By The SAFE Foundation

addeAdderall is a stimulant medication that is often used to treat children, adolescents, or adults who have with narcolepsy or attention-deficit hyperactivity disorder (ADHD). Those with ADHD have more difficulty paying attention or are more hyperactive or impulsive than other people of the same age. Adderall, and other like drugs, keeps the brain chemicals dopamine, norepinephrine, and serotonin in the brain synapses longer, which in turn helps those suffering from ADHD to calm down and organize thoughts that had previously been too scattered.

Because prescription stimulants such as Adderall suppress appetite, increase wakefulness, increase focus and attention, and are easy to come by, they are often abused by those taking the medication without a prescription; in higher quantities, or in a different manner than prescribed.  Many use Adderall to help them lose weight or enhance their concentration, especially during exam times – giving it the name of “the study drug.”

You may be saying to yourself, “An easier way to lose weight? More concentration? Why not then?”

Indeed, when one is looking at the immediate aspirations of shedding pounds or getting through finals week at school, taking stimulants may seem quite appealing. However, according to Clinical Director of The SAFE Foundation Kevin Barry Heaney, LCSW, CASAC, people embarking on that path should understand that their actions today can be locking them into a lifetime of drug dependence.

Adderall presents a high risk for both a psychological and physical addiction. For example, some who take the drug to stave off hunger often find themselves taking increasing amounts to get the same amount of appetite suppression. And those who use Adderall to intensify their mental edge during exams do not necessarily feel able to give it up when studying is no longer an issue. Furthermore, because the drug makes a person feel more alert and energetic, the brain begins to link taking the pill to feeling good. Such mental association is what contributes to addiction.

Additionally, because the brain adjusts quickly to conditions, pretty soon, taking just one pill does not present the same effect, and the person will find the need to increase the dosage.

Taking Adderall without a doctor’s prescription can be dangerous. As a stimulant, it speeds up the heart, so if someone has an unknown heart problem, it could cause an irregular heartbeat and even cardiac arrest. Misuse of the drug also increases the risk of strokes, high blood pressure, and can even bring on OCD (Obsessive Compulsive Disorder.)

Another lure for young adults to take Adderall is the need to keep up. Just as athletes use performance enhancing drugs to compete with others doing the same, students may feel that they need to take stimulants to level the playing field at school. However, Heaney calls upon us to think about what it means to our society and our children when we allow such practices.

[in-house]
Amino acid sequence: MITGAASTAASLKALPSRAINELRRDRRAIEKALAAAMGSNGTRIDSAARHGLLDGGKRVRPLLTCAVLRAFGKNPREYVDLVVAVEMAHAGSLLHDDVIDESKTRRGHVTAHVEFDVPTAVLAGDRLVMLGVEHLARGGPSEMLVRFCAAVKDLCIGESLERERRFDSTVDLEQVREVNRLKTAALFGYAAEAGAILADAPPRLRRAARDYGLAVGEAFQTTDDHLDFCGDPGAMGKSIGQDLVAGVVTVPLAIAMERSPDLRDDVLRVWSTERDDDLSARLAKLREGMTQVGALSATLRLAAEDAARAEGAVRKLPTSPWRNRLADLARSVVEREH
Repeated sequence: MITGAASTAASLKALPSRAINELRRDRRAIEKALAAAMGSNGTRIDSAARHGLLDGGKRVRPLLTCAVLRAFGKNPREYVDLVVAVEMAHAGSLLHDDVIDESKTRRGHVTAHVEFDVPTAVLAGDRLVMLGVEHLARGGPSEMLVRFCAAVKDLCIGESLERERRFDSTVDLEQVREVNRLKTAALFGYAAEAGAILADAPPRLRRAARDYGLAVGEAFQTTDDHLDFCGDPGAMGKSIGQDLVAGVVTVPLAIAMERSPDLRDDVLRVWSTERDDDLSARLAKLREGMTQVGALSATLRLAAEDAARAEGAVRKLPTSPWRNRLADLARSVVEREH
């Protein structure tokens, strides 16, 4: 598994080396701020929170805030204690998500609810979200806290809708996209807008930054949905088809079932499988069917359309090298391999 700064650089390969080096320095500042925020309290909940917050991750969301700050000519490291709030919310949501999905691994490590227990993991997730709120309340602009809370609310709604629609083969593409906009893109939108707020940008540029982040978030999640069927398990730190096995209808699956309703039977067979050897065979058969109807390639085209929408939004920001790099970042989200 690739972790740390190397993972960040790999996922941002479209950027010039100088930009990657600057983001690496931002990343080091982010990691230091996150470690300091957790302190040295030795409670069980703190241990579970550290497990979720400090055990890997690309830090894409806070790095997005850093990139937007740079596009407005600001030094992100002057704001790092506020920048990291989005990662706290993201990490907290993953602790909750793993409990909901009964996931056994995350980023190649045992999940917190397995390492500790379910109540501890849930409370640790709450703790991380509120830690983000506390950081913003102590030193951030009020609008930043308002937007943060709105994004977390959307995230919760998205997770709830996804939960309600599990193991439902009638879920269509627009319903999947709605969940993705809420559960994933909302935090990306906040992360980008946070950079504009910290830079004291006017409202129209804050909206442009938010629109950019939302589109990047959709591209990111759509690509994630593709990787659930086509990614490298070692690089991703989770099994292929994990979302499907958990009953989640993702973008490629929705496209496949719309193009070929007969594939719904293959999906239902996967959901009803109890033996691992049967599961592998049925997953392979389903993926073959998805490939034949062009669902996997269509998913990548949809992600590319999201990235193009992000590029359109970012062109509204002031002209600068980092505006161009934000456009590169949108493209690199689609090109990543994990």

Heaney says, “Performance drugs have contaminated sports and the university. We need to ask ourselves if we want to keep promoting a medicated society. Parents who turn a blind eye or even encourage the usage of these drugs should also realize that they are allowing chemical dependency to take the place of hard work. Instead of conveying the importance of understanding and dealing with issues of confidence, dieting, discipline and learning, they are saying that it is acceptable to use chemicals to cut corners.”

Heaney explained that we are especially challenged today, in an age wherein technology has eliminated the need to delay gratification. He said, “In order to develop resilience, strength of character, fulfilling relationships; achieve goals, and become physically and emotionally healthy, we need to exercise patience with the sometimes slow and demanding processes involved. Depending on drugs to take the place of concentrated work feeds into this culture of being immediately gratified and can quickly erode the relationship between struggle and the building of character.”

Other concerns about Adderall present themselves when one wishes to stop taking the drug. Symptoms can include extreme depression, dysphoria (intense dissatisfaction with life,) anxiety, paranoia, mood swings, fatigue, abdominal pain, drug craving, increased heart rate, insomnia, and seizures.

If someone abruptly stops taking Adderall, the effects of acute withdrawal are unnecessarily severe and can be dangerous; the brain and central nervous system are flooded with neurotransmitter chemicals that trigger “rebound” effects. This can result in cardiac arrest, coma, extreme fatigue, loss of consciousness, psychosis, seizures, and death.

So, we at the SAFE Foundation present the question:  How far do you hang your values, health, and future off a cliff in the pursuit of approval? As Heaney says, “I, for one, believe that what our society needs is more self-acceptance rather than more self-medication.”

A new national survey by The Partnership for Drug-Free Kids cites these findings:

  • 1 in 5 college students reports abusing prescription stimulants at least once in their lifetime.
  • Young adults between the ages of 18-25, are most likely to abuse Adderall, Ritalin, and Vyvanse, which are all stimulants prescribed for ADHD.
  • 28 percent of young adults who have been legally prescribed Rx stimulants share their medicine with friends.
  • More than 1 in 4 young adults who are legally prescribed stimulants purposefully exaggerate symptoms to obtain larger doses of the medication from their physicians.
  • Data shows that college students are abusing these stimulants in a misguided effort to manage their time because they are burning the candle at both ends – trying to do too much socially and academically.

This article was adapted from the following sources:

National Institute on Drug Abuse,,, CBS5,,, Partnershipforadrugfreeamerica,

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